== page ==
Day 41 – Horseshoe Lake Trail and Wingman’s day on the trail.

Wingman from the Roadside:

Our scheduled meeting place was to be Red’s Meadow store but this option was now getting complicated. Runningbird had mentioned exiting on the Horseshoe Lake spur trail which left the PC Trail earlier but was slightly longer. Because of the timing this option now made more sense but I had no way of letting Runningbird know. This option would also allow me to hike in to meet her as long as I could get onto the PCT before she passed the spur trail.

I shut down my office at Starbucks, got my pack, and was at the Horseshoe Lake Trailhead about 10 A.M. It was a 3.7 mile hike on this trail to intersect with the PCT and I made this my immediate goal so that Runningbird wouldn’t slip by me and keep going with the old plan. On this first section I enjoyed seeing I had entered the Ansel Adams Wilderness. I’ve long been a fan of his works and especially of his work in the Yosemite Valley. I was making good time as the much of the spur trail was downhill and soon I turned south on the PCT. As I walked I was awed by the beauty and expanse of the mountain peaks and deep valleys. I could see huge rivers and waterfalls way off in the distance. I was getting just a peek at the things Runningbird was seeing day after day. I crossed small creeks and walked beside lovely meadows with meandering streams. I was keenly aware that these were the very waters that would grow into the large and dangerous water crossings challenging hikers along the PCT and JMT.

As I hiked I did the math over and over again on the miles I was covering against the time Runningbird had been hiking and trying to come up with a reasonable time that I should be meeting up with her. How many miles would I end up hiking? What time would it get dark? Where was she? I couldn’t read the tracker without cell service. Consciously I had slowed my pace so I wouldn’t end up having to hike so far back in. Was that cheating? It was getting near 4 P.M. now and I was nearing 11 miles out. I would need to camp or turn back at a gallop and even then hike some in the dark. As I contemplated what to do, Runningbird came hiking down from a meadow after a river crossing and, not expecting to see me this far out or immediately recognizing me, said “hi”. I enjoyed the moment and watched her face (from under my hat and behind my sunglasses) as she slowly realized it was me. I said “hi back” and then enjoyed all the hugs and tears and smiles and emotions of where she had been and what she had done.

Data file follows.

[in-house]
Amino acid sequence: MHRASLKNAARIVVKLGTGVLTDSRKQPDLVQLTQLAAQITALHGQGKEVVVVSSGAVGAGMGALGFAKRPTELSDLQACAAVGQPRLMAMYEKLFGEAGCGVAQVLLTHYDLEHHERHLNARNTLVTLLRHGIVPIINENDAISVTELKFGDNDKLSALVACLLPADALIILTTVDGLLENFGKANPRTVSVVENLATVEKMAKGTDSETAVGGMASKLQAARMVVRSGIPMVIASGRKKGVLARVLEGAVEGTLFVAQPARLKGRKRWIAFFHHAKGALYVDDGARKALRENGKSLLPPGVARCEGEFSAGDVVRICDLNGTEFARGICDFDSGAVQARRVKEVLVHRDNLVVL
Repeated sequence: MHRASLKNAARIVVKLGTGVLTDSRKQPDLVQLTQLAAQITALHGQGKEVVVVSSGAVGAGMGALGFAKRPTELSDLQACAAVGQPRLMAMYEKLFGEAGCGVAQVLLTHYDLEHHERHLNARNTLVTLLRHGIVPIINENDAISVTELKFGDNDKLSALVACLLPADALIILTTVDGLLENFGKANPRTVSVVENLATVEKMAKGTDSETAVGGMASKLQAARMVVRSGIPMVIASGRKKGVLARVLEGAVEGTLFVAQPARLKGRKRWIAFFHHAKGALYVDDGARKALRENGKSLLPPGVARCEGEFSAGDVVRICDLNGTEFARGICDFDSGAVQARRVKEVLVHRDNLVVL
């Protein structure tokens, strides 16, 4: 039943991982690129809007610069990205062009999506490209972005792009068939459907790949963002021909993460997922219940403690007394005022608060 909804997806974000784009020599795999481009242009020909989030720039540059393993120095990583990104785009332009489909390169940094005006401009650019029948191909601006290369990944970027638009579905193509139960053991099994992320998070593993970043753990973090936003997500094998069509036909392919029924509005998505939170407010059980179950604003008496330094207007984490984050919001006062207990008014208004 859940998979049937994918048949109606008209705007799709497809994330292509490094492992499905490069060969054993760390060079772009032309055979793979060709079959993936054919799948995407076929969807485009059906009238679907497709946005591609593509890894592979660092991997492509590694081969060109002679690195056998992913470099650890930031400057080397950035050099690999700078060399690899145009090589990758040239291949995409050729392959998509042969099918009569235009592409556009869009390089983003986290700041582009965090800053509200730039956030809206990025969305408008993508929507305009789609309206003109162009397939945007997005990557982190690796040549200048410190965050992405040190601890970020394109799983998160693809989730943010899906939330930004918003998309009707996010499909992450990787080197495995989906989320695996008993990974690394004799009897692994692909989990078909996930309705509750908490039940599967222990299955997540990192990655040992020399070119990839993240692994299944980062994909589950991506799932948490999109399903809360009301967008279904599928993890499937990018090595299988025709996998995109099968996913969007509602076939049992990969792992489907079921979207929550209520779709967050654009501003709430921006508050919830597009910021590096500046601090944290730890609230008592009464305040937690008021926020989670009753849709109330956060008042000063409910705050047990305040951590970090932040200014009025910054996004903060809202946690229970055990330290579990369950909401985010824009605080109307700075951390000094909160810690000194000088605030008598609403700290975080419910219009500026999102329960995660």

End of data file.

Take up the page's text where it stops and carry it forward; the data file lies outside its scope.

We moved on up the trail with new energy and enjoyed sharing the awesomeness and beauty of the landscapes in the setting sun while still knowing we had many miles yet to cover. I led the way and put forth a strong pace being concerned about finding the last miles of the unfamiliar and less travelled spur trail in the dark. As the sun started to set, Runningbird’s pace began to slow. She had already been hiking since before daylight and had traversed some very difficult miles and river crossings today. For that matter she had been pushing hard for a long time now. Still she kept moving. Slowly. Tears came and went, she was exhausted, spent. Now on the spur trail we put on our headlamps and kept going. She insisted she had to find a boulder to sit and rest on. I immediately presented several options but she didn’t like any of the choices and pressed on. She had now been moving for about 15 hours now without stopping. Her nutrition for the day had probably consisted of peanuts and peppermint candies. In time we came upon McLeod Lake, and with just one mile to go to the car, we found some new energy and soon the taillights of the few cars left in parking lot reflected in our headlamps. At the truck we shared hugs and marveled over not only the accomplishments of her day but also the week. She had covered over 29 hard miles today.

It was after 9 P.M. now and Runningbird was resting in her epsom salt bath and slowly enjoying her Cesar salad. Just a few miles back Runningbird had passed the 900-mile mark in 41 days.

…and though she be but little, she is fierce.

Starting out on the Horseshoe Lake Trail to the PCT.

This little guy popped right out of the sand on the trail in front of me and did an excellent job of now letting me find him…for a while.

Shortly after turning south on the PCT to find the Runningbird.

Looking to the west from the PCT, High Sierras.

High Sierras and where Runningbird had hiked from.

Leave a Reply

Fill in your details below or click an icon to log in:

WordPress.com Logo

You are commenting using your WordPress.com account. Log Out /  Change )

Google photo

You are commenting using your Google account. Log Out /  Change )

Twitter picture

You are commenting using your Twitter account. Log Out /  Change )

Facebook photo

You are commenting using your Facebook account. Log Out /  Change )

Connecting to %s